|MONDAY 13 MARCH 2017||COMPLETEMUSICUPDATE.COM|
|TODAY'S TOP STORY: The government has announced that it accepts in full recommendations made by Professor Michael Waterson last year with regard to tackling the various issues around the secondary ticketing market, ie the resale of tickets at hiked up prices on online ticket touting platforms like Seatwave, Get Me In, Stubhub and Viagogo... [READ MORE]|
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Government confirms bots ban and better enforcement in response to secondary ticketing review
As previously reported, Waterson was asked to review the UK secondary ticketing market in the wake on the 2015 Consumer Rights Act, which introduced some light regulation of the ticket resale sector. His resulting report said that some clarity was required regarding those new CRA regulations and the obligations of the resale sites in ensuring sellers complied with the law. He also said that a statutory body, probably National Trading Standards, needed to take on responsibility for enforcing the rules.
Waterson's report was published less than a month before the EU referendum which, of course, resulted in a new government being formed in the UK, which in turn delayed ministers providing a formal response to the professor's findings. Meanwhile, those in the music community who oppose rampant ticket touting formed the FanFair Alliance and stepped up their efforts to secure better regulation of the secondary market.
A lot of attention since then has been put on the use of so called bots by ticket touts, ie the software which enables them to buy up large quantities of tickets from the primary market as soon as they go on sale. When it was initially proposed that the in-development Digital Economy Bill be used to introduce a specific bots ban, the government initially was resistant, arguing that the use of such software was possibly already illegal under the Computer Misuse Act.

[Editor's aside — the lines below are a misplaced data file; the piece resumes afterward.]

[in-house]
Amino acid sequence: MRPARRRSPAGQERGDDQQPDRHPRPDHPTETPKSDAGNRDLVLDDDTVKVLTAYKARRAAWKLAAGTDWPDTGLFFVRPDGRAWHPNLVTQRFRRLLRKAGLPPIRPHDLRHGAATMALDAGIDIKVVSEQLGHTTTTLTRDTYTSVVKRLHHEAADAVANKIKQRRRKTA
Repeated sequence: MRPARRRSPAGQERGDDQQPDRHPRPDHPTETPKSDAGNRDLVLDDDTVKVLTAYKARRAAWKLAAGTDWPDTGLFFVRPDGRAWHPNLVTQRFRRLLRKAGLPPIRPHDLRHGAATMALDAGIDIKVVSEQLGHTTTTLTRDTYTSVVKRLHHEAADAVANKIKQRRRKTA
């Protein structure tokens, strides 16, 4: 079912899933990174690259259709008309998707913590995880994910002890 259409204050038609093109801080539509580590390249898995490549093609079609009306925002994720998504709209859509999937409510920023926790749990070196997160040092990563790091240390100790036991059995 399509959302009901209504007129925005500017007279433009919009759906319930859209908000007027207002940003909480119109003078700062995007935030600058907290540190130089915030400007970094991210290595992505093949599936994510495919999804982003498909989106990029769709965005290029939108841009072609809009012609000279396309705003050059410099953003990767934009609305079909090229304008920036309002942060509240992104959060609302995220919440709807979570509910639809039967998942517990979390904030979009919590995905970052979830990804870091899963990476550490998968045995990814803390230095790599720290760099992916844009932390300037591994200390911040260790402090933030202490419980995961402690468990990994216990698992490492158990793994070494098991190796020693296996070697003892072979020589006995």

However, after a culture select committee session on secondary ticketing, in which reps of the secondary market did not perform well, a specific bots ban within the DEB was re-proposed, and the government is now formally supporting that. Touts who break the new law and continue to use such software to hoover up large numbers of tickets from primary sellers will face unlimited fines.
The government is also supporting other recommendations made by Waterson, in particular pledging investment to enable National Trading Standards to play a more proactive role in ensuring the CRA regulations are enforced.
Ministers will also put pressure on Viagogo, eBay's StubHub and Live Nation's Seatwave and Get Me In to do more to distinguish those reselling tickets on a commercial level from those who occasionally sell on a ticket here and there. Waterson pointed out that the former are already subject to extra consumer rights regulation, but the lack of transparency in the secondary ticketing market as to who is actually doing the selling makes it hard to enforce those extra rules on the industrial-level touts.